The University of Idaho is comprised of many students, faculty and staff with stories to tell, and President Chuck Staben said those stories are important to the success of the university.
“Let’s tell our story to Idaho and the world,” Staben said. “Our progress has been, and will continue to be, a university-wide effort.”
Staben spoke to UI community members Friday afternoon at the 2017 State of the University Address. Attendees filled the International Ballroom of the Pitman Center and via live stream video to hear from Staben the progress of the strategic plan.
Addressing the complexities of the plan, Staben touched on four main goals — innovation, engagement, transformation and cultivation.
But, before he commented on UI’s current success and future goals, Staben addressed his affiliation with the University of New Mexico as one of the university’s five finalists for the president’s position there. On Nov. 2, UNM announced another candidate had been chosen for the position, meaning Staben would continue to reside at UI.
“I want to acknowledge the distraction I caused in the last couple weeks as a candidate at another institution,” Staben said. “This university is the work of many people — not one. Any distraction from our success and your hard work, I regret.”
Staben said he wanted to make sure the UI community had a common and thorough grasp of where university money comes from and where it is spent. He showed a graph explaining the five sources of income for UI: State funds, tuition and fees, research grants, sales and services and private gifts.
Staben said state funds have decreased nationally, especially in Idaho, over the last 20 years. But, he said he will continue to advocate for state funding.
“Both educating more students and generating more tuition revenues are critical to our success,” Staben said.
Like educating more students, an initiative everyone values is market-based compensation, Staben said. Nearly 80 percent of UI’s expenses pay the salaries and benefits of those who work for the university.
“When we talk about market-based compensation, we are growing that largest expense sector,” Staben said. “This investment in our people is key in our success.”
In regard to innovation, Staben said milestones such as the opening of the IRIC last January, the progress of the UI Regional Approaches to Climate Change program and the $30,000 grant received by Denise Bennett, an assistant professor in the school of journalism and mass media, for her work chronicling the lives of Idaho’s LGBTQ community are proof of success.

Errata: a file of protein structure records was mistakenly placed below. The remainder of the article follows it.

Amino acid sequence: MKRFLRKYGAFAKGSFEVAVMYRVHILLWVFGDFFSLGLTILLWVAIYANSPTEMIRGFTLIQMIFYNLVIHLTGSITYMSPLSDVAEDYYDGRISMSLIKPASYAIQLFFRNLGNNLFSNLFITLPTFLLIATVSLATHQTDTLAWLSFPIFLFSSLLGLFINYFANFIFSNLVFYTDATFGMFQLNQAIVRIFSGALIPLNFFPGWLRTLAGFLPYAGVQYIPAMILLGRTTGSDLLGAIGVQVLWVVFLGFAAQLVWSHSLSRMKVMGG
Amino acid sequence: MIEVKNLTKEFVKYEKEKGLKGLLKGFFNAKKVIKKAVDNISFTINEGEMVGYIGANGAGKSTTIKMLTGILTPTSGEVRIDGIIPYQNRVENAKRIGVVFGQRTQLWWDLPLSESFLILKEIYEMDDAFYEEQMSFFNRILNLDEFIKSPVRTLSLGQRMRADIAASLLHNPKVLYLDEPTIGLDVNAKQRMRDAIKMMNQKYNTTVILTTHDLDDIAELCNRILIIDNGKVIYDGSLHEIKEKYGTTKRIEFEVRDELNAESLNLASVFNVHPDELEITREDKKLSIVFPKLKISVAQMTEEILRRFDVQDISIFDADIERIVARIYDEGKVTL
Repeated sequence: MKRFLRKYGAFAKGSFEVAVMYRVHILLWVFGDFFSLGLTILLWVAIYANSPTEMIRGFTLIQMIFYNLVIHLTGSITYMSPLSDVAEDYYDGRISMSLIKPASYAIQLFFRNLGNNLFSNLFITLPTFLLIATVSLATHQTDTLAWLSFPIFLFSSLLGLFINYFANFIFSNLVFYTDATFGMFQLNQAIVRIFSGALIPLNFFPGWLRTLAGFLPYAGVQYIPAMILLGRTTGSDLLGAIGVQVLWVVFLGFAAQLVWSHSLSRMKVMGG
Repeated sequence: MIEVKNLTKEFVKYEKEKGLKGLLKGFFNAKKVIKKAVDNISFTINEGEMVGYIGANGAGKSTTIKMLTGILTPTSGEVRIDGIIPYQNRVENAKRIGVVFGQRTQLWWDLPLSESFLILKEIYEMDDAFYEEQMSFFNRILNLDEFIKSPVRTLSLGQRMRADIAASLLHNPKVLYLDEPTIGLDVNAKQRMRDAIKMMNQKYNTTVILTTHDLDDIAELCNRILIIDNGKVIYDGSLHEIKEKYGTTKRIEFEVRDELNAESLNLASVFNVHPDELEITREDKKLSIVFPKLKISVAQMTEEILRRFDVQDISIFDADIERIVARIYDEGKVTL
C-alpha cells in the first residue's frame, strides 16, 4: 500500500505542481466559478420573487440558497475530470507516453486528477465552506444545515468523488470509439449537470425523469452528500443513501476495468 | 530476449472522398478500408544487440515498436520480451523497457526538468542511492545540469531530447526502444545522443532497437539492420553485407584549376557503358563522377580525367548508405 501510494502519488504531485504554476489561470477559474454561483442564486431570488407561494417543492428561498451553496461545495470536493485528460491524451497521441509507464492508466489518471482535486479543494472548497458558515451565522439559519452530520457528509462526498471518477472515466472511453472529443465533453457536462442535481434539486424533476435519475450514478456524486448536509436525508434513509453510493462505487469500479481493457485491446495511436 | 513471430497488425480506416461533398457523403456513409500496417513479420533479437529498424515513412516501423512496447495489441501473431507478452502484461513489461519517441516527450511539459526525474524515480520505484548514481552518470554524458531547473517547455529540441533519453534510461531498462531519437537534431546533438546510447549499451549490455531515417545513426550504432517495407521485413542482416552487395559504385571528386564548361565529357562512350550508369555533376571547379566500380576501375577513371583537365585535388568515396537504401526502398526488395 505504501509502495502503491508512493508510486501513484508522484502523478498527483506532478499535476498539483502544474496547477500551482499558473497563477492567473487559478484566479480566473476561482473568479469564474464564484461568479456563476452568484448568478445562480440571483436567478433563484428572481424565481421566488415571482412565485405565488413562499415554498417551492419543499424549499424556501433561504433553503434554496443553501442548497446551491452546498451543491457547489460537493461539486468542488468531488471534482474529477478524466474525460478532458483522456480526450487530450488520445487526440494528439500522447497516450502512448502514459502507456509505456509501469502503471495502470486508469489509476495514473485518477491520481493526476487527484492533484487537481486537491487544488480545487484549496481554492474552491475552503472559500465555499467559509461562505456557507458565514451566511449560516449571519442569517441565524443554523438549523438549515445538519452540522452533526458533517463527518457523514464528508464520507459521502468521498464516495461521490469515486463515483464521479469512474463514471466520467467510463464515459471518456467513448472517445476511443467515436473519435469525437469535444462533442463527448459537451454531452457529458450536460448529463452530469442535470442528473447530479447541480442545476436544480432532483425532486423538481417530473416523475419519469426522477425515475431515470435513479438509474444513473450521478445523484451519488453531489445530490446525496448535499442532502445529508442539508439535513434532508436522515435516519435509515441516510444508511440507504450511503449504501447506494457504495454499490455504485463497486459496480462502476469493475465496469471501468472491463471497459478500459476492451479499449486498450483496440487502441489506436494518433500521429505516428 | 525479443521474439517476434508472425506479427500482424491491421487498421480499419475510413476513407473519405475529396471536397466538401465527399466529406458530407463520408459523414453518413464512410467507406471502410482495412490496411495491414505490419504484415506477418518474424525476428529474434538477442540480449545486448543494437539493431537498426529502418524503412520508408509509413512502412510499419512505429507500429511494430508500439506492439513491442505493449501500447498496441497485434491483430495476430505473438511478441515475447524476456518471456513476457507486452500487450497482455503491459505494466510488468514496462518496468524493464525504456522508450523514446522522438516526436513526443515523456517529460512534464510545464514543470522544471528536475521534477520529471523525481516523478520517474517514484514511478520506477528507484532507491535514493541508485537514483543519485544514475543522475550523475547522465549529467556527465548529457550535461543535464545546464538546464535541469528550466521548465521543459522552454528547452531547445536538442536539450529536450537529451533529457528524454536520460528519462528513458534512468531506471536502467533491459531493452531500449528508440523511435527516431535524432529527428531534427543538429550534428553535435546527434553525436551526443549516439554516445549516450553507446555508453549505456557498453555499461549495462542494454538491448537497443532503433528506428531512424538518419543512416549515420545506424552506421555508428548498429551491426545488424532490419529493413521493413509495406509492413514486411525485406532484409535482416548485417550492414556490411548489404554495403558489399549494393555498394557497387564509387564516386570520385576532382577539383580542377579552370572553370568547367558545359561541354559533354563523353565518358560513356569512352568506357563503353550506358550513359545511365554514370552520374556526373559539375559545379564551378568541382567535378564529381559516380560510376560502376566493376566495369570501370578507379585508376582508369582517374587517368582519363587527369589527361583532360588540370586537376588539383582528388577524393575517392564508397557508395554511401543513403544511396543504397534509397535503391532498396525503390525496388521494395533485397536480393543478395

One of the ways the university assesses the progress of research is through annual expenditures reports.
“U of I has been on the upswing, reaching $102 million for 2016,” Staben said. “I will tell you that our fiscal year 2017 numbers are even higher — a new U of I record of $109.5 million in annual expenditures.”
This constitutes a 7 percent per year increase, Staben said, at a time when other universities see a decline. He said he hopes to increase research by approximately 50 percent to obtain R1 research status — colleges considered to have the highest research activity.
With the engagement initiative, Staben said enhancing enrollment in postsecondary education means taking innovative approaches. In conjunction with UI community-led projects, the university will continue to move forward with the state of Idaho’s Go On campaign and push for its own direct admissions program to bring more students to UI.
More students mean more scholarships, and Staben said more than $8 million fueled student scholarships in 2016.
“Fundraising is an important indicator in the enthusiasm of our progress,” Staben said.
As engagement and scholarships are on the rise, Staben said the administration’s focus on enrollment growth will remain at the forefront of the strategic plan.
Advising, one of the key services that will help this influx of students, will be conducted through the Starfish program — a centralized advising system.
“I know that those moves have caused some concern, but we must come together to work them out,” Staben said. “Students have been very interested in centralizing services and this tells me they see this as a positive move.”
The goals of cultivation and transformation mean enhancing programs and enhancing diversity for UI community members and future UI students with projects like the Transform Initiative, which Staben said will be unveiled with more information soon.
It will take each UI community member, Staben said, to reach the goals outlined in the strategic plan by 2025.
“I recognize that our plate is very full,” Staben said. “We have to stay focused on the internal progress we want to make.”
Hailey Stewart can be reached at email@example.com or on Twitter at @Hailey_ann97
For more information on the strategic plan or the annual report, click the link below or visit the University of Idaho website.